by Cheng Tin-Hung and Dan Docherty
Doing the Pushing Hands practice with a partner is the best method of
training the Five Step path and Thirteen Tactics mentioned earlier. This
practice will develop the sensitivity of our arms enabling us to detect our
opponents intentions. It will also help to speed up our own reactions.
Pushing Hands practice is not designed to train us to fight, though it does
link the combat strategy and tactics with the practical application of the
Hand Form. This training, using a limited number of actions in a number of
situations, conditions us to respond to our opponent's movements in a
natural way. Only when we have a good understanding of the Pushing Hands
should we start to learn the Self Defence.
The Tai Chi Chuan Classics tell us that once our opponent has just started
a move then we should counter him before he can complete the movement. We
can only accomplish this if we have attained a high degree of sensitivity
which will allow us to detect any such movement. Such sensitivity can best
be developed through the Pushing Hands practice.
There are eight types of Pushing Hands. Four are 'fixed step', meaning that
the sole of the front foot may be raised or lowered provided the heel rests
on the ground but that no other movement of the feet is permitted. The
other four styles are 'moving step' and develop our ability to move
forwards, backwards and to the side in a nimble manner while applying the
Pushing Hands Techniques.
When starting to learn Pushing Hands we must concentrate on adopting
correct stances and postures and relaxing during the movements. Next we
must ensure that we adhere to our opponent's arms so that we can employ the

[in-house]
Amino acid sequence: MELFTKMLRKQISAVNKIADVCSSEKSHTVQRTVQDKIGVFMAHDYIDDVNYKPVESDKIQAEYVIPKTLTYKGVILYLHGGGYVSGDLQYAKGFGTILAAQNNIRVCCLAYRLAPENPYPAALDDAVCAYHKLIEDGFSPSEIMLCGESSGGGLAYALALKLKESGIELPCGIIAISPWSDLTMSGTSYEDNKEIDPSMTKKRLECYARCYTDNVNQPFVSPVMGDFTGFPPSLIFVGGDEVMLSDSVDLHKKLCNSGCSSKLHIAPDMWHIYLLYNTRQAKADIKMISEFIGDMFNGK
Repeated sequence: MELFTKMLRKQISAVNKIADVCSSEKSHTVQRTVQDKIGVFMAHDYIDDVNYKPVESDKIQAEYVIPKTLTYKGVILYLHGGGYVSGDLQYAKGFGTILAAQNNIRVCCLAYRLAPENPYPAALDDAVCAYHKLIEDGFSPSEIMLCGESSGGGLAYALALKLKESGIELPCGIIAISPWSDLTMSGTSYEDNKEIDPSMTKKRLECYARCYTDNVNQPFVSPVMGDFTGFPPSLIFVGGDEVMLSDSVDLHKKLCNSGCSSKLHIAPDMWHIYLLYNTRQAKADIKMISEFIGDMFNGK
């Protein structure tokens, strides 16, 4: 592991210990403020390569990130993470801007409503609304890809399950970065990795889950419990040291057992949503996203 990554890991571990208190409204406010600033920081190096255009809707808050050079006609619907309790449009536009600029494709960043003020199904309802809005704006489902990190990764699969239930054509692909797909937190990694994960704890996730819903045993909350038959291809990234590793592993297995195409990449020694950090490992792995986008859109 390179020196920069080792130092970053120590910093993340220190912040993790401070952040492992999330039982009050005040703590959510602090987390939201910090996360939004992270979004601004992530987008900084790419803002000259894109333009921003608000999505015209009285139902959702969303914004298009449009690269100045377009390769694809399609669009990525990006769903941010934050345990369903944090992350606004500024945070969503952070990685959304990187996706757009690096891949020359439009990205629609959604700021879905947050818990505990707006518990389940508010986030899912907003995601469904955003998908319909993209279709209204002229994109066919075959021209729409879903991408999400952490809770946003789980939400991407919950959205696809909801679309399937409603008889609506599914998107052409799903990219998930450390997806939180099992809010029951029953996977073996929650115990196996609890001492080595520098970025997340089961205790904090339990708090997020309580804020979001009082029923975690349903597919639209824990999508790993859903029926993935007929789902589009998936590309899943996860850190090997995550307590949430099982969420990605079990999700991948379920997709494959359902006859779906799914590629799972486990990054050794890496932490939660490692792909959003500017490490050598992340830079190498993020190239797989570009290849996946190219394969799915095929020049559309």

'radar' of our sensitivity to detect his intentions and then use the Eight
forces in combination with the Five Directions to thwart these intentions.
We must affect his balance by using his own force against him and then
attack his weak points. A good stance and sense of balance are crucial.
There are three main stages in Pushing Hands:-
- The first and highest stage is where the sensitivity of our hands is such that our opponent's intentions are an open book to us while our intentions are a source of mystery to him. He will be completely frustrated, unable to attack or defend.
- The second stage is where our sensitivity is not fully developed and so we can only determine our opponent's intentions at the last minute and so may not be able to react in time to counter his attack.
- The third stage is where our sensitivity is so poor that we cannot detect our opponent's attack at all. This attack will then be successful and we will be defeated.
If we are to be genuine Tai Chi masters, we must be able to apply and
combine the Thirteen Tactics freely and fluently. Practising Pushing Hands
with such a master is like rowing a boat in a rough sea, since our actions
will always be beyond our control. Our attacks would be too slow and too obvious to be effective, while our defence would also be inadequate to respond to his attacks.
In every martial art knowledge of techniques, in itself, is useless; constant, thoughtful, concentrated practice is essential.
Only in this way can we reach the first stage in Pushing Hands